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I Got a Ticket. Now What?


It’s just one of those days. You’re running late for work and traffic is testing your patience. Suddenly, you spot an open lane and nudge past the speed limit. In a split second, those dreaded lights and blaring sirens appear behind you, and you find yourself at the receiving end of a speeding ticket.

There are few things more aggravating than getting slapped with a moving violation. Even a minor offense can snowball into strikes against your driving record and increased auto insurance premiums.

As frustrating as it is though, it’s never a good idea to put that ticket on the back burner. Taking proactive steps to resolve the situation may help minimize any penalties or residual effects.

Here are some options to consider:


1. Do you pay the fine?

Paying the fine is one way to resolve the ticket and put the whole incident behind you.

When you pay the fine, you admit you’re guilty, and accept a conviction that may show up as points in your Motor Vehicle Report. (The bad news is those points can linger on your license for up to three years depending on the state where you were ticketed.)

Then, let’s say your insurance company checks your report when it comes time to renew your policy. Those points can raise a red flag and you may see your premium increase.

Keep in mind that your carrier may be more forgiving of a first time offense. Farmers, for instance, usually forgives a first time violation and won’t raise your rates (as long as the violation happens while you’re covered and no one files a claim). *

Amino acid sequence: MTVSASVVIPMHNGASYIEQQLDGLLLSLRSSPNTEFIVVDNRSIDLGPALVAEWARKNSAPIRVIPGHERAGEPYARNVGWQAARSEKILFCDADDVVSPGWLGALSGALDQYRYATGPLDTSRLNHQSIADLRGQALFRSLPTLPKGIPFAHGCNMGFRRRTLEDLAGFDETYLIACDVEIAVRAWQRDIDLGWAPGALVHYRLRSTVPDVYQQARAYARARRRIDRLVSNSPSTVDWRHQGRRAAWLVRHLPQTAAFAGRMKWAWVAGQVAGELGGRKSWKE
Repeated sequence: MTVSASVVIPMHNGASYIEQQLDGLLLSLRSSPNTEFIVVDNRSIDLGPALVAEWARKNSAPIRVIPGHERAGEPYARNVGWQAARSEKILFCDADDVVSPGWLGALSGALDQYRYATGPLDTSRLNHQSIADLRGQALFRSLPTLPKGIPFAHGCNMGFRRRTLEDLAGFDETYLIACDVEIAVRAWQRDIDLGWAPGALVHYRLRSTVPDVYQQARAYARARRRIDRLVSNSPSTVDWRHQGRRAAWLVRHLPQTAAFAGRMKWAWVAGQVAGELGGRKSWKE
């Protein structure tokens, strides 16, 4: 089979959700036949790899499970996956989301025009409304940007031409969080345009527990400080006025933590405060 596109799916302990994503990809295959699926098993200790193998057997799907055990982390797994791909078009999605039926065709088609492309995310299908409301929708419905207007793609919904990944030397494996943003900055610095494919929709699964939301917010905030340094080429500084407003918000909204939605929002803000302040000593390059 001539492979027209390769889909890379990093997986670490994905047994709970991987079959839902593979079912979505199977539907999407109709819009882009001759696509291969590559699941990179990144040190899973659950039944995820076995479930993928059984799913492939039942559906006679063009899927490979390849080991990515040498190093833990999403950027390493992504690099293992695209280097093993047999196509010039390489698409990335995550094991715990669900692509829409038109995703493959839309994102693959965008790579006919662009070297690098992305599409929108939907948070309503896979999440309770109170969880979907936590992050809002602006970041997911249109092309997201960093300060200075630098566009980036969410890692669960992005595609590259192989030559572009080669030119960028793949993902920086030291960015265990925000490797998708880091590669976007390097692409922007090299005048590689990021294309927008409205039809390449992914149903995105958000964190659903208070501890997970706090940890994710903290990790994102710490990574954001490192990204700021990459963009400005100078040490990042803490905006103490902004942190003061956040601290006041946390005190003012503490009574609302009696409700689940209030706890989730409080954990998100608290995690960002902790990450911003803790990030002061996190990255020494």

However, if you’ve racked up multiple moving violations within a short time frame, some carriers will jack up your premium, or even cancel your coverage.

Some types of tickets may impact your auto insurance rates more than others. A reckless driving or DUI first offense, for instance, carries more weight than a speeding or failure to stop at a red light citation.

If you don’t pay the ticket, you have other options. Enrolling in traffic school (if you’re eligible), or fighting the ticket in court may increase your chances of getting your fine reduced or having the charges dismissed.


2. Attend traffic school

Although traffic school is no fun, sometimes it may be worth your while to endure it. Some states will let you attend driving school in exchange for erasing the ticket from your record, or removing points from your license.

Generally speaking though, you may only be eligible to attend driving school in exchange for a clean slate if you have a good driving record or have only been ticketed for a minor offense.


3. Contest the ticket in court

Let’s face it, no one wants to deal with the headache of fighting a ticket in traffic court. Taking time off from work and court costs alone are enough to keep you far away.

Don’t write off a court appearance completely though. It may work in your favor if you can prove your innocence. It’s possible you could walk away with a reduced fine, or even clear the charge from your record entirely.


Granted, there’s no upside to a traffic ticket — especially when you’re faced with higher premiums, but Farmers’ incident forgiveness coverage can help. Because even good drives make mistakes, you won’t see an increase in rates from a citation (as long as no claim is filed).* *


Talk to your Famers’ agent ahead of time and find out what types of car insurance options are available.

Remember, you could qualify for discounts if you’re a safe driver, and help keep those rates down! Here are 5 ways to lower car insurance premiums.


* Benefit may not be available in all policies and may vary by state.
** Benefit only apply to violations received while you’re covered with Farmers, any prior incidents are excluded.

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Norm Foster Insurance
Norm Foster, LUTCF • Agent
16372 Kenrick Ave, Suite 130
Lakeville, MN 55044
Phone: (952) 929-8922
Fax: (952) 223-2233